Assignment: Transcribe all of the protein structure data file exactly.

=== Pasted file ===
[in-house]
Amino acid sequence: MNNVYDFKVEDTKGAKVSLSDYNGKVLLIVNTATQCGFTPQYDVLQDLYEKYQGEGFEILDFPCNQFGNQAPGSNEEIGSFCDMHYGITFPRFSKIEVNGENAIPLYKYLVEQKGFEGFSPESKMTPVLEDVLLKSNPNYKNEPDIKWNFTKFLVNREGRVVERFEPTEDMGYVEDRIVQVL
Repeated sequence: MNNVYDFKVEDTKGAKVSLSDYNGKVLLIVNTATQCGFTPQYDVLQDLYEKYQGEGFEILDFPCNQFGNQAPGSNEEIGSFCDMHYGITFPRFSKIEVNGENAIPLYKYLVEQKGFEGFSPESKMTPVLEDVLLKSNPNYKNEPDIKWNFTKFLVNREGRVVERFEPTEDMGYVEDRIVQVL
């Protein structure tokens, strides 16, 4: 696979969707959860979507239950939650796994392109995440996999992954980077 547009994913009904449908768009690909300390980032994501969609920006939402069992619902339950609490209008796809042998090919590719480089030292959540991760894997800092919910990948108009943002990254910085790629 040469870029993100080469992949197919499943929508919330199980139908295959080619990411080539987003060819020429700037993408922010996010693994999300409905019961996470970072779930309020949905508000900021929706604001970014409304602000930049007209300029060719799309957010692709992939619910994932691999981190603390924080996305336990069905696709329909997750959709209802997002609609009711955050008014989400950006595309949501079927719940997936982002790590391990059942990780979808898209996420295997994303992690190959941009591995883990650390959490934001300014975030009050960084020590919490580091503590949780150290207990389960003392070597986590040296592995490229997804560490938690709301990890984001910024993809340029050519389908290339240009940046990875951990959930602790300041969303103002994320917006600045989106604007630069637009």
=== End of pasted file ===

[in-house]
Amino acid sequence: MNNVYDFKVEDTKGAKVSLSDYNGKVLLIVNTATQCGFTPQYDVLQDLYEKYQGEGFEILDFPCNQFGNQAPGSNEEIGSFCDMHYGITFPRFSKIEVNGENAIPLYKYLVEQKGFEGFSPESKMTPVLEDVLLKSNPNYKNEPDIKWNFTKFLVNREGRVVERFEPTEDMGYVEDRIVQVL
Repeated sequence: MNNVYDFKVEDTKGAKVSLSDYNGKVLLIVNTATQCGFTPQYDVLQDLYEKYQGEGFEILDFPCNQFGNQAPGSNEEIGSFCDMHYGITFPRFSKIEVNGENAIPLYKYLVEQKGFEGFSPESKMTPVLEDVLLKSNPNYKNEPDIKWNFTKFLVNREGRVVERFEPTEDMGYVEDRIVQVL
């Protein structure tokens, strides 16, 4: 696979969707959860979507239950939650796994392109995440996999992954980077 547009994913009904449908768009690909300390980032994501969609920006939402069992619902339950609490209008796809042998090919590719480089030292959540991760894997800092919910990948108009943002990254910085790629 040469870029993100080469992949197919499943929508919330199980139908295959080619990411080539987003060819020429700037993408922010996010693994999300409905019961996470970072779930309020949905508000900021929706604001970014409304602000930049007209300029060719799309957010692709992939619910994932691999981190603390924080996305336990069905696709329909997750959709209802997002609609009711955050008014989400950006595309949501079927719940997936982002790590391990059942990780979808898209996420295997994303992690190959941009591995883990650390959490934001300014975030009050960084020590919490580091503590949780150290207990389960003392070597986590040296592995490229997804560490938690709301990890984001910024993809340029050519389908290339240009940046990875951990959930602790300041969303103002994320917006600045989106604007630069637009």